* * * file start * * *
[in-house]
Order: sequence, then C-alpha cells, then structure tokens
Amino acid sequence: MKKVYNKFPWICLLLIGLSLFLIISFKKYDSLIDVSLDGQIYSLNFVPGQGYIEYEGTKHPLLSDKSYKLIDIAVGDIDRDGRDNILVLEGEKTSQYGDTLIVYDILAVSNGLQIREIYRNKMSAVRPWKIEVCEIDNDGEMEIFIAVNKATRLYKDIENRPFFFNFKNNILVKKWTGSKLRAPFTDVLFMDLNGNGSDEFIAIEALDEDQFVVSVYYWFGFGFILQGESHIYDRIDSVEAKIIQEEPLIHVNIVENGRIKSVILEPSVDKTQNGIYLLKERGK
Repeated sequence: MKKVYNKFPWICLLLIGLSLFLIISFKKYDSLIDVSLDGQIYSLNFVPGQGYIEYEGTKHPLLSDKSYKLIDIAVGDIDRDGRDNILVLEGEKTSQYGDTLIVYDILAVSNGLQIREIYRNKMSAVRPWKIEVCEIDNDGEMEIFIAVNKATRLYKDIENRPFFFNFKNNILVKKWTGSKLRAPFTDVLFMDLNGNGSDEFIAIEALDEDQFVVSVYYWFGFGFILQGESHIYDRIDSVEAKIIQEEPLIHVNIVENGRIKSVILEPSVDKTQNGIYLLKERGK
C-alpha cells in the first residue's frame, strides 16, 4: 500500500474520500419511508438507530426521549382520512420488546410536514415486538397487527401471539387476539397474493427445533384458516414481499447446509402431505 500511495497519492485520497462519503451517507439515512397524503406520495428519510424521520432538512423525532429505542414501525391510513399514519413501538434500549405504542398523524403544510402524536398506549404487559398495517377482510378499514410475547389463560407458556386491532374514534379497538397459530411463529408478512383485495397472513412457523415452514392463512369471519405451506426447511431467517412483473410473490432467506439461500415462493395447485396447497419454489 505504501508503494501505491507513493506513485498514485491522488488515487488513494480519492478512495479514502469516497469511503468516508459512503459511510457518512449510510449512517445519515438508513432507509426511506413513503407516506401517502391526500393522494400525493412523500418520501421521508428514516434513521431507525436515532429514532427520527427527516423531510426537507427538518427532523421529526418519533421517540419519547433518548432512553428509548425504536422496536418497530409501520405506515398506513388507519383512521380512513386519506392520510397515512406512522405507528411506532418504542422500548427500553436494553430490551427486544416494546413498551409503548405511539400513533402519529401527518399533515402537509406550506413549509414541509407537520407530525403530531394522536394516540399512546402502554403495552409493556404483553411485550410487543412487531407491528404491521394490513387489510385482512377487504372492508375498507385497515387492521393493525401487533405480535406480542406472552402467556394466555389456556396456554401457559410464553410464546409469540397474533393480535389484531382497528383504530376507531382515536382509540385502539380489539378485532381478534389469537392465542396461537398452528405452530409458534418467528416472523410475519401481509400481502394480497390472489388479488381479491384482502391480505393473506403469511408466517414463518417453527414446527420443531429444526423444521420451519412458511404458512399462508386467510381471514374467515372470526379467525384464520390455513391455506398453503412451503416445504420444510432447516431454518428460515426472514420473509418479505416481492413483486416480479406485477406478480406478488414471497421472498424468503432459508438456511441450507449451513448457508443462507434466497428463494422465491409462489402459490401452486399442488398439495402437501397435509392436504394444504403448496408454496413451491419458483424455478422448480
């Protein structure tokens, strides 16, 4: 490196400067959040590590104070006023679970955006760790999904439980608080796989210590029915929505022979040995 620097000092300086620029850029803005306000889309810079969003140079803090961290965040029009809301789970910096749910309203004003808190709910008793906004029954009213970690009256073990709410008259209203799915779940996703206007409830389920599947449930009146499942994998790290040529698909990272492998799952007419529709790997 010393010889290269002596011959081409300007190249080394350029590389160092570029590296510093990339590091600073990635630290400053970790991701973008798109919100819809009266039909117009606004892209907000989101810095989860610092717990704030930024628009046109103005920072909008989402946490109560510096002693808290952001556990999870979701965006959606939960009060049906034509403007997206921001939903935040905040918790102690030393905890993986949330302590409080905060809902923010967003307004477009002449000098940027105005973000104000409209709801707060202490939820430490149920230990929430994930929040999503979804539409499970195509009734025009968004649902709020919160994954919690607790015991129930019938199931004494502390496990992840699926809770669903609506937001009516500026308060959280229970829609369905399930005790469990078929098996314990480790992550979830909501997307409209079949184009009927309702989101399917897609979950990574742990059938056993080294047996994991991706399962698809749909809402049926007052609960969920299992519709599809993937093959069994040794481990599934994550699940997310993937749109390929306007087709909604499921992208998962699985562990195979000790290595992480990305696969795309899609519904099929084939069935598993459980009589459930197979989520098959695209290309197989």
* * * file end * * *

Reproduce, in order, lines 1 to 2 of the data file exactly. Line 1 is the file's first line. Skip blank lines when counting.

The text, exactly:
[in-house]
Order: sequence, then C-alpha cells, then structure tokens